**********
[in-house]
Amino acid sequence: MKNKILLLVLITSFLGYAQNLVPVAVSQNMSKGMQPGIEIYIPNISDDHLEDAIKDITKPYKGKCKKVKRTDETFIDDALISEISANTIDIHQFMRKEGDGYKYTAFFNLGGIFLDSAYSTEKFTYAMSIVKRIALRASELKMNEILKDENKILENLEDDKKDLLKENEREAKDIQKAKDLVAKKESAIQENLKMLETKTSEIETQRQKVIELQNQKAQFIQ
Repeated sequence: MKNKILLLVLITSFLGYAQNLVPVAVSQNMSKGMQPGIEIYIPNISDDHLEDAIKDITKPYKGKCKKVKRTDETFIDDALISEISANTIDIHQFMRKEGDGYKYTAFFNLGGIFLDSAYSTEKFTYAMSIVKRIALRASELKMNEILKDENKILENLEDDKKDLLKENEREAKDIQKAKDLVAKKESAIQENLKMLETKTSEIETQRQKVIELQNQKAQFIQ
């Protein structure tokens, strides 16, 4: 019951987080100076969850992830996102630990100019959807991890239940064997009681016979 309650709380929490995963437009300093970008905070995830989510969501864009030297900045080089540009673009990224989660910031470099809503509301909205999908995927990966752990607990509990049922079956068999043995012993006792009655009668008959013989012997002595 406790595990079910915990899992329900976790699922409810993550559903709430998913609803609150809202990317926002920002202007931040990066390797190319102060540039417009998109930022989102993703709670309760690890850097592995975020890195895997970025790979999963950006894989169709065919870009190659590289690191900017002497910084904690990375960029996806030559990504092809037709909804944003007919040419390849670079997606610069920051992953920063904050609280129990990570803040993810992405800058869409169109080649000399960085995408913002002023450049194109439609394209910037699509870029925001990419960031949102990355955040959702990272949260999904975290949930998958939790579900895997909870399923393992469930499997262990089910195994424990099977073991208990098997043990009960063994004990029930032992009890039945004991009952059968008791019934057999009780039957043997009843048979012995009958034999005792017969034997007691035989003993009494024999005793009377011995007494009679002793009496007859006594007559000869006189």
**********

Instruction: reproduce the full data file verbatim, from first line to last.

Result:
[in-house]
Amino acid sequence: MKNKILLLVLITSFLGYAQNLVPVAVSQNMSKGMQPGIEIYIPNISDDHLEDAIKDITKPYKGKCKKVKRTDETFIDDALISEISANTIDIHQFMRKEGDGYKYTAFFNLGGIFLDSAYSTEKFTYAMSIVKRIALRASELKMNEILKDENKILENLEDDKKDLLKENEREAKDIQKAKDLVAKKESAIQENLKMLETKTSEIETQRQKVIELQNQKAQFIQ
Repeated sequence: MKNKILLLVLITSFLGYAQNLVPVAVSQNMSKGMQPGIEIYIPNISDDHLEDAIKDITKPYKGKCKKVKRTDETFIDDALISEISANTIDIHQFMRKEGDGYKYTAFFNLGGIFLDSAYSTEKFTYAMSIVKRIALRASELKMNEILKDENKILENLEDDKKDLLKENEREAKDIQKAKDLVAKKESAIQENLKMLETKTSEIETQRQKVIELQNQKAQFIQ
């Protein structure tokens, strides 16, 4: 019951987080100076969850992830996102630990100019959807991890239940064997009681016979 309650709380929490995963437009300093970008905070995830989510969501864009030297900045080089540009673009990224989660910031470099809503509301909205999908995927990966752990607990509990049922079956068999043995012993006792009655009668008959013989012997002595 406790595990079910915990899992329900976790699922409810993550559903709430998913609803609150809202990317926002920002202007931040990066390797190319102060540039417009998109930022989102993703709670309760690890850097592995975020890195895997970025790979999963950006894989169709065919870009190659590289690191900017002497910084904690990375960029996806030559990504092809037709909804944003007919040419390849670079997606610069920051992953920063904050609280129990990570803040993810992405800058869409169109080649000399960085995408913002002023450049194109439609394209910037699509870029925001990419960031949102990355955040959702990272949260999904975290949930998958939790579900895997909870399923393992469930499997262990089910195994424990099977073991208990098997043990009960063994004990029930032992009890039945004991009952059968008791019934057999009780039957043997009843048979012995009958034999005792017969034997007691035989003993009494024999005793009377011995007494009679002793009496007859006594007559000869006189």